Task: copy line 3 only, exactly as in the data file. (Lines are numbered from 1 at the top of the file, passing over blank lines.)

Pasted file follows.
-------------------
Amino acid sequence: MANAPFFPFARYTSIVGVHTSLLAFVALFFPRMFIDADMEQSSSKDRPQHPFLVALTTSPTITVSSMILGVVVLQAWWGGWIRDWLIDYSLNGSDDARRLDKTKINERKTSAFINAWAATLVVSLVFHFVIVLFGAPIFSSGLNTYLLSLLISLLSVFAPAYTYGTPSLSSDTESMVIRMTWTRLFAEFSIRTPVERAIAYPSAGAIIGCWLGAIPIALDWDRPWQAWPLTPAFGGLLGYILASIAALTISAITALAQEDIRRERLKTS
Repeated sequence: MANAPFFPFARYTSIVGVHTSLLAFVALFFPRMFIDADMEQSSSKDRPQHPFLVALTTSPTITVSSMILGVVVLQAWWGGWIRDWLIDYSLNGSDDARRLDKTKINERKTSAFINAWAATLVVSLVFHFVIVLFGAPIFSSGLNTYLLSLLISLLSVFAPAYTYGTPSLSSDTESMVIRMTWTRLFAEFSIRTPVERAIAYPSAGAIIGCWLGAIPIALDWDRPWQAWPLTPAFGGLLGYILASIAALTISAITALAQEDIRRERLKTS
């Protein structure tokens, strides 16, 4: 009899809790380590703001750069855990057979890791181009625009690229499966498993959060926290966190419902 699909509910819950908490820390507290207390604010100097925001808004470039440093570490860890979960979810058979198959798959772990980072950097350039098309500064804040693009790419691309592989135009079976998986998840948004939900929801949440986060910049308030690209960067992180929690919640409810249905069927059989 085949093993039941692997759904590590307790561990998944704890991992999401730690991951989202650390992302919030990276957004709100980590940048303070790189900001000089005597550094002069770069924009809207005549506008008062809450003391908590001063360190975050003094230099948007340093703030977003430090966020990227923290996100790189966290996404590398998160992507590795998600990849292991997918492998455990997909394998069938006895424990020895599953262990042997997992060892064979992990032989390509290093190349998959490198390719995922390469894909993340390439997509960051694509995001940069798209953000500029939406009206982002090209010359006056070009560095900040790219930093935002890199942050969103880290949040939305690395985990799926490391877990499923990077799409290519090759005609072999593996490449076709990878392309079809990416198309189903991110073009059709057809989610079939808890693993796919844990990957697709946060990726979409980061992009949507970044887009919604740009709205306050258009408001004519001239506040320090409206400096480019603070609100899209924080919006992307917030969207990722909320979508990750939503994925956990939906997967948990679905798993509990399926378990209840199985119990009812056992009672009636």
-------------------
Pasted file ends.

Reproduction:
């Protein structure tokens, strides 16, 4: 009899809790380590703001750069855990057979890791181009625009690229499966498993959060926290966190419902 699909509910819950908490820390507290207390604010100097925001808004470039440093570490860890979960979810058979198959798959772990980072950097350039098309500064804040693009790419691309592989135009079976998986998840948004939900929801949440986060910049308030690209960067992180929690919640409810249905069927059989 085949093993039941692997759904590590307790561990998944704890991992999401730690991951989202650390992302919030990276957004709100980590940048303070790189900001000089005597550094002069770069924009809207005549506008008062809450003391908590001063360190975050003094230099948007340093703030977003430090966020990227923290996100790189966290996404590398998160992507590795998600990849292991997918492998455990997909394998069938006895424990020895599953262990042997997992060892064979992990032989390509290093190349998959490198390719995922390469894909993340390439997509960051694509995001940069798209953000500029939406009206982002090209010359006056070009560095900040790219930093935002890199942050969103880290949040939305690395985990799926490391877990499923990077799409290519090759005609072999593996490449076709990878392309079809990416198309189903991110073009059709057809989610079939808890693993796919844990990957697709946060990726979409980061992009949507970044887009919604740009709205306050258009408001004519001239506040320090409206400096480019603070609100899209924080919006992307917030969207990722909320979508990750939503994925956990939906997967948990679905798993509990399926378990209840199985119990009812056992009672009636």